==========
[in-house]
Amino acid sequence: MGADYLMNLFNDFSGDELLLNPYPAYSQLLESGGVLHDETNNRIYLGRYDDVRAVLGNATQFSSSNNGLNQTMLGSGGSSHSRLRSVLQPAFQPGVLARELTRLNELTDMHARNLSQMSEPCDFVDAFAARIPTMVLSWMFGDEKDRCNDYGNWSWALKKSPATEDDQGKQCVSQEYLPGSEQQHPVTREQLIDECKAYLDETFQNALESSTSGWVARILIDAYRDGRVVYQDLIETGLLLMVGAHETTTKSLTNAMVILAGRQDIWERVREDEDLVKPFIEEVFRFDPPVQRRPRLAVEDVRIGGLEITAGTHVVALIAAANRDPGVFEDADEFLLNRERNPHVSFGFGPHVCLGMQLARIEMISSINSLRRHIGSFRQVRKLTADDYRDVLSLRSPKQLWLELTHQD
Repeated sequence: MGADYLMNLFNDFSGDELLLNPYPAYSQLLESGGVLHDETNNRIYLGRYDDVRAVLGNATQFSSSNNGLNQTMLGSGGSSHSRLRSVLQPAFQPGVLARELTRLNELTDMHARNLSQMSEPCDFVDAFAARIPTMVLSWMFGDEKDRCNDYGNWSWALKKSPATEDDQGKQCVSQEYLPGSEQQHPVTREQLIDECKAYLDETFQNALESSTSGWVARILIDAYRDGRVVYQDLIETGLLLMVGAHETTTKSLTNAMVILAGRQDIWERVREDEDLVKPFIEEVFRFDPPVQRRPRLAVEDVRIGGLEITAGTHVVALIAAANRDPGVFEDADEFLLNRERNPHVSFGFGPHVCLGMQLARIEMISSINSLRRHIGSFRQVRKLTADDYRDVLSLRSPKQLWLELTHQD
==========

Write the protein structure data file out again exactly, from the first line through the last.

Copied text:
[in-house]
Amino acid sequence: MGADYLMNLFNDFSGDELLLNPYPAYSQLLESGGVLHDETNNRIYLGRYDDVRAVLGNATQFSSSNNGLNQTMLGSGGSSHSRLRSVLQPAFQPGVLARELTRLNELTDMHARNLSQMSEPCDFVDAFAARIPTMVLSWMFGDEKDRCNDYGNWSWALKKSPATEDDQGKQCVSQEYLPGSEQQHPVTREQLIDECKAYLDETFQNALESSTSGWVARILIDAYRDGRVVYQDLIETGLLLMVGAHETTTKSLTNAMVILAGRQDIWERVREDEDLVKPFIEEVFRFDPPVQRRPRLAVEDVRIGGLEITAGTHVVALIAAANRDPGVFEDADEFLLNRERNPHVSFGFGPHVCLGMQLARIEMISSINSLRRHIGSFRQVRKLTADDYRDVLSLRSPKQLWLELTHQD
Repeated sequence: MGADYLMNLFNDFSGDELLLNPYPAYSQLLESGGVLHDETNNRIYLGRYDDVRAVLGNATQFSSSNNGLNQTMLGSGGSSHSRLRSVLQPAFQPGVLARELTRLNELTDMHARNLSQMSEPCDFVDAFAARIPTMVLSWMFGDEKDRCNDYGNWSWALKKSPATEDDQGKQCVSQEYLPGSEQQHPVTREQLIDECKAYLDETFQNALESSTSGWVARILIDAYRDGRVVYQDLIETGLLLMVGAHETTTKSLTNAMVILAGRQDIWERVREDEDLVKPFIEEVFRFDPPVQRRPRLAVEDVRIGGLEITAGTHVVALIAAANRDPGVFEDADEFLLNRERNPHVSFGFGPHVCLGMQLARIEMISSINSLRRHIGSFRQVRKLTADDYRDVLSLRSPKQLWLELTHQD